[SPOILER heavy – proceed with caution]

I guess it’s the natural progression of a series that eventually many of the main players will be hooked up with their expected, planned out significant others, and Suits is no exception.  For a show in its 3rd season back half, this makes sense, but for some reason I’m still not ready for Mike Ross and Rachel Zane to not only officially become a couple, but decide to move in together. I still believe the series to be at the core the relationship between Mike and Harvey Specter — that bromance is what brought me in and kept me watching. It’s not that I mind the romantic arrangements, but we now have Harvey with Dana “Scottie” Scott and Louis Litt getting, um, “Litt up” in the sheets with Sheila Sazs, as well. It’s quite an interesting trifecta of emotional commitment, and one or all of them will undoubtedly be the source of much turmoil in the rest of the season.

Suits - Season 3

Mike and Rachel have the easiest situation to deal with, as she’s primarily just granting him his wish of moving in with him. In fact, Rachel’s purpose of this episode appears to be to provide needed comfort and support to Mike when he takes on – at his own insistence – a case being prosecuted by the same lawyer that handled his parents’ death settlement. When Mike first dives into the case, intending to lock out Nick Rinaldi from a settlement with his client and file for a dismissal, he assumes that Rinaldi is using the same ploy for a settlement that he did with Mike’s parents: He’d convinced Mike’s grandmother to take a low figure rather than risk going to trail and losing. Mike will have none of this and manages to put Rinaldi in a pretty tight corner by placing negligence on Rinaldi’s client’s deceased spouse. But as Mike relives the DUI case that killed his parents, he shares his final encounter with his parents with Rachel. Thus her need to provide emotional succor for the episode — and a good reason for exposition. But Mike learns that while he’s focused on taking down Rinaldi, he’s essentially doing the same thing on this case. He learns his father had been drinking the night of the crash, so Mike now calls into question if his father may have contributed to his parents’ death. He sees he’s put Rinaldi’s client in the same position of doubt, but rather than continue down that path, he tips Rinaldi off to avoiding some evidence and tells him to go after the medical stent maker instead. That’s our Mike: he wants to play lawyer with the big guns like Harvey, but he’s still got a line he’s not willing to cross to get there.

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Harvey and Scottie have a more complicated relationship. Harvey’s already asked Scottie to stay with him, but he’s also suggested there’s a job for her at Pearson-Specter, unbeknownst to Jessica Pearson. Jessica does agree to hire Scottie, but only if Scottie agrees to put up the $500,000 buy in front up. She’s not ready to spend the money but Harvey’s not ready to give her a ring, so she’s stuck wondering if the job is worth the money and her emotional investment with Harvey. She’s got a point, since this is the first time we’ve seen Harvey putting his feelings out on a line like this. It’s new for us and although I appreciate his ability to show he’s more than a walking quote machine in a bespoke suit, I’m with Scottie: I just don’t think Harvey’s got what it takes (yet) to go the distance with someone, especially one that he’s going to live and work with. I sense conflict on the horizon, and it’s not really going to surprise anyone, is it? Sure enough, even after Scottie lands a big client in swimmer Michael Phelps – to prove to Jessica she can bring in the money and shouldn’t need to pay the buy in fee – things get rocky for the pair. Harvey admits to Scottie that the buy in fee didn’t get waived, but instead he paid it. She’s upset, and I see her point – she feels he owns her now, to the tune of half a million bucks. But from Harvey’s perspective, he’s done a remarkably romantic gesture, and he doesn’t quite get why she’s that upset. I liked this very much. It showed that indeed Harvey does have true feelings for Scottie, but also that he lacks the skills of knowing how to treat someone in a grown up, serious relationship as an equal. I like seeing Harvey navigate through these waters.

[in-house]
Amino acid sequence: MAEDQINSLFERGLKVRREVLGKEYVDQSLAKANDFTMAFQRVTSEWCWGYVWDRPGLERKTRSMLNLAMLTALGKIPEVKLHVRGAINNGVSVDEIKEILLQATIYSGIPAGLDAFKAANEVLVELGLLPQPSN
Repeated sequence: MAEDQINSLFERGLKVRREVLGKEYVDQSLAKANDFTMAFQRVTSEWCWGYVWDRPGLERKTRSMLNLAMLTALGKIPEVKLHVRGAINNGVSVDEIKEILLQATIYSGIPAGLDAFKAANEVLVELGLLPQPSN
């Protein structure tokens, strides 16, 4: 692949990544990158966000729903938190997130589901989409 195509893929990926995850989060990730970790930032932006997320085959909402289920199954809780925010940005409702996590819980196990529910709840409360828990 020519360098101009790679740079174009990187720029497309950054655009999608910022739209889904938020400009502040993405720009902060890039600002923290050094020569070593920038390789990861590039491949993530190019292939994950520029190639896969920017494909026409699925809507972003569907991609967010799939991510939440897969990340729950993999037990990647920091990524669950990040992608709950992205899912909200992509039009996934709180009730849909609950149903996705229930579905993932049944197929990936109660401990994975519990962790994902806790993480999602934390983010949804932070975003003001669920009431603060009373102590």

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And let’s not forget Louis Litt. I mean, we can’t really, he’s one of the most colorful characters on the show and he is so very useful for moving along those plot points! In this case, he digs deeper into his suspicion that Mike never attended Harvard Law School, brought about after he noticed Mike’s file missing from the Harvard file room Sheila manages. But before he broaches the missing file with her, which might reveal the truth that so few know, he thankfully asks the ever clever and quick thinking Donna Paulsen about Mike’s initial interview when Harvey hired him. This allows Donna the opening to get Louis off that track and much further off the track of talking to Shelia about ithe missing file.  Donna obfuscates enough to have Louis agree to only ask Harvard for Mike’s transcript, which he does. We’d all be breathing easier now except, Louis being meticulous Louis, he scans Mike’s grades and notes that he got an A+ from a professor renown for never giving an A+. Ever. Queue the dramatic music. Louis’s spider senses continue to tingle and it’s not likely this dog will give up the “Did Mike attend Harvard” bone.

Suits airs Thursdays at 9/8c on USA. See full episodes on USA Network, On Demand (check your local listings), Hulu, Amazon and Google Play.


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